Those traumatized by the Boston Marathon bombings may just be starting to see signs; experts urge anyone affected to seek help

“A lot of my patients have told me they feel like they're supposed to be over it when they see the Boston Strong sign, when they really need time to process the traumatic events,” said Monica O'Neal, a clinical psychologist.
“A lot of my patients have told me they feel like they're supposed to be over it when they see the Boston Strong sign, when they really need time to process the traumatic events,” said Monica O'Neal, a clinical psychologist.Pat Greenhouse/Globe Staff

This is a summary. To read the whole story subscribe to BostonGlobe.com

Four weeks after the bombings at the Boston Marathon, life for many in the city has regained a sense of normalcy. But for some — particularly victims, their caregivers, and others who witnessed the blasts — life may still be a struggle.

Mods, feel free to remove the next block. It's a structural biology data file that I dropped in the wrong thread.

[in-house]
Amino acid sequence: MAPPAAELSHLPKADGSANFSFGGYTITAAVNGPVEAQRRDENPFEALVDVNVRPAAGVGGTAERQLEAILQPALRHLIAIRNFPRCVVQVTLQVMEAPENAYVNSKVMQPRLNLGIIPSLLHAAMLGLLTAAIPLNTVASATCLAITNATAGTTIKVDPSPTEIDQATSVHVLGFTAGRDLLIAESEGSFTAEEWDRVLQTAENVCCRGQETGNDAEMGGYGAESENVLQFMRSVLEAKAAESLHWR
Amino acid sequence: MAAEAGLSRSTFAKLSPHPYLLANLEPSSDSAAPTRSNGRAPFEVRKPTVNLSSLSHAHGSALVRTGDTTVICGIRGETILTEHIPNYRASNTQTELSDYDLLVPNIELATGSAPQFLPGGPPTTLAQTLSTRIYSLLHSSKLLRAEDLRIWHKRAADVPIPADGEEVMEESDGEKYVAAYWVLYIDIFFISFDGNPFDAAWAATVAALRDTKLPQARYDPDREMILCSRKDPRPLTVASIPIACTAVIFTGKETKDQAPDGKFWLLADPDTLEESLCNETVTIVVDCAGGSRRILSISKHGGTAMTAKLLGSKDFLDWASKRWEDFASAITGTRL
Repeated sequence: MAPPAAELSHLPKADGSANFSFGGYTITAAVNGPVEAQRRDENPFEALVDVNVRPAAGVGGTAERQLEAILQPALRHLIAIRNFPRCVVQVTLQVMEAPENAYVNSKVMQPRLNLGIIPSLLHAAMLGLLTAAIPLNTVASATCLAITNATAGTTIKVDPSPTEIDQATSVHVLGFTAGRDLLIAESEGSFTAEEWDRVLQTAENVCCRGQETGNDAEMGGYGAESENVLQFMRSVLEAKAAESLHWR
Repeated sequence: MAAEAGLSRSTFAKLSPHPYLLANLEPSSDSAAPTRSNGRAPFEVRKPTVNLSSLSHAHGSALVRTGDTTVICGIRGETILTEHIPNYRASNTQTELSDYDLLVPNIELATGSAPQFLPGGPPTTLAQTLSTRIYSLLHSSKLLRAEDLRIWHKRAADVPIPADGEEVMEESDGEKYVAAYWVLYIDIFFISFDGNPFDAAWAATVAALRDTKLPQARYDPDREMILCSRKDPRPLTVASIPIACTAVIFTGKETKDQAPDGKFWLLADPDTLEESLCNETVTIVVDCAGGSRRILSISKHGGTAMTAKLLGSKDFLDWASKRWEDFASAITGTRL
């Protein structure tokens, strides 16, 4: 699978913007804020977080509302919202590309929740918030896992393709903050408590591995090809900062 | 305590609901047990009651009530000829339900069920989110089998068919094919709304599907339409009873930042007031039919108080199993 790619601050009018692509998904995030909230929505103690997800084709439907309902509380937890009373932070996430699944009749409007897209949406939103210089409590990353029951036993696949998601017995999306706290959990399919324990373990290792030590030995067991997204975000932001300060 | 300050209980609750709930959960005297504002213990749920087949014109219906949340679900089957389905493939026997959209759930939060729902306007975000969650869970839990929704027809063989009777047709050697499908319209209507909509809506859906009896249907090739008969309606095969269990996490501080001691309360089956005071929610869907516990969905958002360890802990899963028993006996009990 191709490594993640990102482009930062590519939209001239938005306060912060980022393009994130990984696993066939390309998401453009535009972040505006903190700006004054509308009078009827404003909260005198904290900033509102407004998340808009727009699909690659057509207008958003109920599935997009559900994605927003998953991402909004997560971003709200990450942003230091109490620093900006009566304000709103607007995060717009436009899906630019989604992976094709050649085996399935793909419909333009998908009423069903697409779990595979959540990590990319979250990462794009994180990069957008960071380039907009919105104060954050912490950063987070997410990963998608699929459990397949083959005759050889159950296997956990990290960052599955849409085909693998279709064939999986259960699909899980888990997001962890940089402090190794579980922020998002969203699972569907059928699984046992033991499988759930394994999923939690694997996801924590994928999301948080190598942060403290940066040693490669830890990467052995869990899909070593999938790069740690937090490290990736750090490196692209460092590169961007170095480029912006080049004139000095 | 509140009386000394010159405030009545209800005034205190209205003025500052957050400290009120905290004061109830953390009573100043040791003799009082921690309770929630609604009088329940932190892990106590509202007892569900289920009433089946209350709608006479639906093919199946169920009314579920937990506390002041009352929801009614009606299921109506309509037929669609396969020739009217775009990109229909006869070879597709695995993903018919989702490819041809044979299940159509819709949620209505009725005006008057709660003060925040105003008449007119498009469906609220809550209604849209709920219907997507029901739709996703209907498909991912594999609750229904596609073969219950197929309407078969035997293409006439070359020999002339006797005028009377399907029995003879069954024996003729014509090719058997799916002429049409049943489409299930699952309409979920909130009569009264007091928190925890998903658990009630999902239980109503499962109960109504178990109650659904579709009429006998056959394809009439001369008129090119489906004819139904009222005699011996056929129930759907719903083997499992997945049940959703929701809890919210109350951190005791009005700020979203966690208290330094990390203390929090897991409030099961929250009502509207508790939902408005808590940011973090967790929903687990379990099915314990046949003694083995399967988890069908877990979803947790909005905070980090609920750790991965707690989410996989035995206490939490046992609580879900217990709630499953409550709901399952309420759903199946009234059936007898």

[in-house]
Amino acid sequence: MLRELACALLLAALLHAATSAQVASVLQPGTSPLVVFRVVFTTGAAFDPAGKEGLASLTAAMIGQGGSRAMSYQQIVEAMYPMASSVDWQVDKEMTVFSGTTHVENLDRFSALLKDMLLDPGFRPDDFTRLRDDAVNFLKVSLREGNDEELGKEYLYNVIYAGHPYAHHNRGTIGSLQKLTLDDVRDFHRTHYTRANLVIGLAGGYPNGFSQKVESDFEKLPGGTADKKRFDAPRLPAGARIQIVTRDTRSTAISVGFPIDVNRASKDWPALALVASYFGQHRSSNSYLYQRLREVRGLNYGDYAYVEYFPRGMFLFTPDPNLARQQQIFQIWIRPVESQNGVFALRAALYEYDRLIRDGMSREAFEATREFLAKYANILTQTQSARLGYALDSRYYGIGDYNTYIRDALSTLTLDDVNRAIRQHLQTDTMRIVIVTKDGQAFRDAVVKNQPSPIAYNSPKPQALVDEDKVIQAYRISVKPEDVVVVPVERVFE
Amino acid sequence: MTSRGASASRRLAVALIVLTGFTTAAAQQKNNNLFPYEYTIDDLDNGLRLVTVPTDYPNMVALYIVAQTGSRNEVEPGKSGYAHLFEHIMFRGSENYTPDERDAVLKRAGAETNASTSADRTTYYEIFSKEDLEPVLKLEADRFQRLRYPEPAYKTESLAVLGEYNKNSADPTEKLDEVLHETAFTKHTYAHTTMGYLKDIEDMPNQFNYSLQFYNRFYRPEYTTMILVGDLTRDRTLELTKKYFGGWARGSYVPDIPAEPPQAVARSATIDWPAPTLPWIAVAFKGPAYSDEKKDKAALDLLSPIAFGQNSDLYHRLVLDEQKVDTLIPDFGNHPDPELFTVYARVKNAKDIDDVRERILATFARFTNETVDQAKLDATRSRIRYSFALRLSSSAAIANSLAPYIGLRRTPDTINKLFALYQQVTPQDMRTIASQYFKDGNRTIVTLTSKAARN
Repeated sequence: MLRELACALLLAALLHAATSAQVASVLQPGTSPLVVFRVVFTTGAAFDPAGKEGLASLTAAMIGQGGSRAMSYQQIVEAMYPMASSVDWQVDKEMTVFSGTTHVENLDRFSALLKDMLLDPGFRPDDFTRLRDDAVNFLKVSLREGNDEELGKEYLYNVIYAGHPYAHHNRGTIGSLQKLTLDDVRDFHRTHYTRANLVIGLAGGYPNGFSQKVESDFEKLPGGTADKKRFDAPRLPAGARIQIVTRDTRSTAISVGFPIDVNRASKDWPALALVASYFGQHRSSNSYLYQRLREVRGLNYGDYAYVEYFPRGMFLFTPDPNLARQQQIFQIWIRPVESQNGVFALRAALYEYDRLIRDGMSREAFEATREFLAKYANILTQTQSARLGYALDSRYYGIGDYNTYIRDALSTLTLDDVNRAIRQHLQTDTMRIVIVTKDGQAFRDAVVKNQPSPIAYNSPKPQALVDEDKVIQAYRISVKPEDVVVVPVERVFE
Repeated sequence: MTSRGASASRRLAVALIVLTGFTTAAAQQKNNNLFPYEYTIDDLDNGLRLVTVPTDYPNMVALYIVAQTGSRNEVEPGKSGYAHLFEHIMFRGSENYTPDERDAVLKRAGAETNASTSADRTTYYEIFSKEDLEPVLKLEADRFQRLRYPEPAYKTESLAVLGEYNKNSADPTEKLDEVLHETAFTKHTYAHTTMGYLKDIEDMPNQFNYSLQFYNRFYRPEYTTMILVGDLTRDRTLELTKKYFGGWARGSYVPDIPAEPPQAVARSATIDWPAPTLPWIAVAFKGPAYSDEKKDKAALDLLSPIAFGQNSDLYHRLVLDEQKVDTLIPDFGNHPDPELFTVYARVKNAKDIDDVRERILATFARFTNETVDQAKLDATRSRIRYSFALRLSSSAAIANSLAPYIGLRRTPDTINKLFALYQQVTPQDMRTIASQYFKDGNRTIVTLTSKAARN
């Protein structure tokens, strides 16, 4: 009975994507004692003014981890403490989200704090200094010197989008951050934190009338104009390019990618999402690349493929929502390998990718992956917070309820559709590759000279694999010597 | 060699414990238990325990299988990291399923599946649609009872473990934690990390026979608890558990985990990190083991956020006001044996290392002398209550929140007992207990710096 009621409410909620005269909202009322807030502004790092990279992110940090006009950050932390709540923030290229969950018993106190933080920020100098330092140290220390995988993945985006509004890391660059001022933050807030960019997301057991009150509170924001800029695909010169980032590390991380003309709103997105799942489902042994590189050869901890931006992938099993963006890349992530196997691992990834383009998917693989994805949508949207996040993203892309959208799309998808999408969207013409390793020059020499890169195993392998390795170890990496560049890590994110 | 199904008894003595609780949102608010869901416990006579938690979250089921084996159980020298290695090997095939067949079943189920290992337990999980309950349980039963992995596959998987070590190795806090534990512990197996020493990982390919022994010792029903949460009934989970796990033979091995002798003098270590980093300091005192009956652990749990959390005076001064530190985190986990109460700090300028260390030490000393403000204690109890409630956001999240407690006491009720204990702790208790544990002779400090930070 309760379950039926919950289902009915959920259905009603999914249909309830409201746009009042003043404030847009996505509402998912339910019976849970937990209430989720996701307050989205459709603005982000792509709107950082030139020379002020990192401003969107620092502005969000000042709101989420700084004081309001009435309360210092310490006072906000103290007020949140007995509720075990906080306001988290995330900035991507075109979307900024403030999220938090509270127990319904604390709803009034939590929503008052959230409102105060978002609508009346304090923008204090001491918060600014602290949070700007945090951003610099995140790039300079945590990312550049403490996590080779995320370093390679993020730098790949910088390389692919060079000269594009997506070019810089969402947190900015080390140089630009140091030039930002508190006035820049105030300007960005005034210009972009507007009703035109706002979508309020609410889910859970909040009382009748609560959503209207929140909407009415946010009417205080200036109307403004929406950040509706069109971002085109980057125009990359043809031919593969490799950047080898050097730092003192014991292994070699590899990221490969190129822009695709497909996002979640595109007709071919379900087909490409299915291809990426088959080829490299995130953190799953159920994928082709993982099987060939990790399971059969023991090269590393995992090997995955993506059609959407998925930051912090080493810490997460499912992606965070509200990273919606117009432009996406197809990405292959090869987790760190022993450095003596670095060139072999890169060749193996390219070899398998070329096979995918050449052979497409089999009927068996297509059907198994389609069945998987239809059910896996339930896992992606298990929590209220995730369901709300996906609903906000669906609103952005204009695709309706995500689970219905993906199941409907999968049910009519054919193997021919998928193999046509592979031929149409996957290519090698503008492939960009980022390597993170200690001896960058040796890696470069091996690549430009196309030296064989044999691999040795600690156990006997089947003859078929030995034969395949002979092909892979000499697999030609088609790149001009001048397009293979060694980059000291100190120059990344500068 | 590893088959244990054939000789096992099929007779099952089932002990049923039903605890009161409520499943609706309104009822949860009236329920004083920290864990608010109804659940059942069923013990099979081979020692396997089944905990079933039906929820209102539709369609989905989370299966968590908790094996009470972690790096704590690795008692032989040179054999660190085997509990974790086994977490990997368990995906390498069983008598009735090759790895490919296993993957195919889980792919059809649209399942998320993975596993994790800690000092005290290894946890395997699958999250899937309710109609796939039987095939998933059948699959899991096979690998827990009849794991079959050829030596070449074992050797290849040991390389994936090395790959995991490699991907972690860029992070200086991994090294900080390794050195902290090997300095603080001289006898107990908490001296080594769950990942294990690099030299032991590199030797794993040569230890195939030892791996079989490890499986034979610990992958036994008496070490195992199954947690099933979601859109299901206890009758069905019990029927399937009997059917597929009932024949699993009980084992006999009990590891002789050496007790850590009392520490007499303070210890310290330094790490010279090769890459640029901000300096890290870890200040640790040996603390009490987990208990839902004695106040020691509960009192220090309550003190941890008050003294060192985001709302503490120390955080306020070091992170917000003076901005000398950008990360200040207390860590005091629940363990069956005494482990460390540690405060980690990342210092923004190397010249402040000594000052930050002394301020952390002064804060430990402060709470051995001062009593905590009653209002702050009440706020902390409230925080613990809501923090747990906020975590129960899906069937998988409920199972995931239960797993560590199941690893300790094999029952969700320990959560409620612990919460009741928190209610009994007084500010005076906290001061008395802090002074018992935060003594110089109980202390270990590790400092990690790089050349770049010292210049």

Those, who are still facing overwhelming fear and take pains to avoid the site of the April 15 bombings, could be suffering from post-traumatic stress disorder, mental health experts say.

They may see images of smoke, bloody victims, and frantic crowds flashing in front of them unbidden while riding the T or walking to work. Or they could be drinking coffee with a friend when a loud truck honk triggers a surge of panic.

Full story for BostonGlobe.com subscribers.

Get the full story with unlimited access to BostonGlobe.com.

Just 99 cents for four weeks.

Share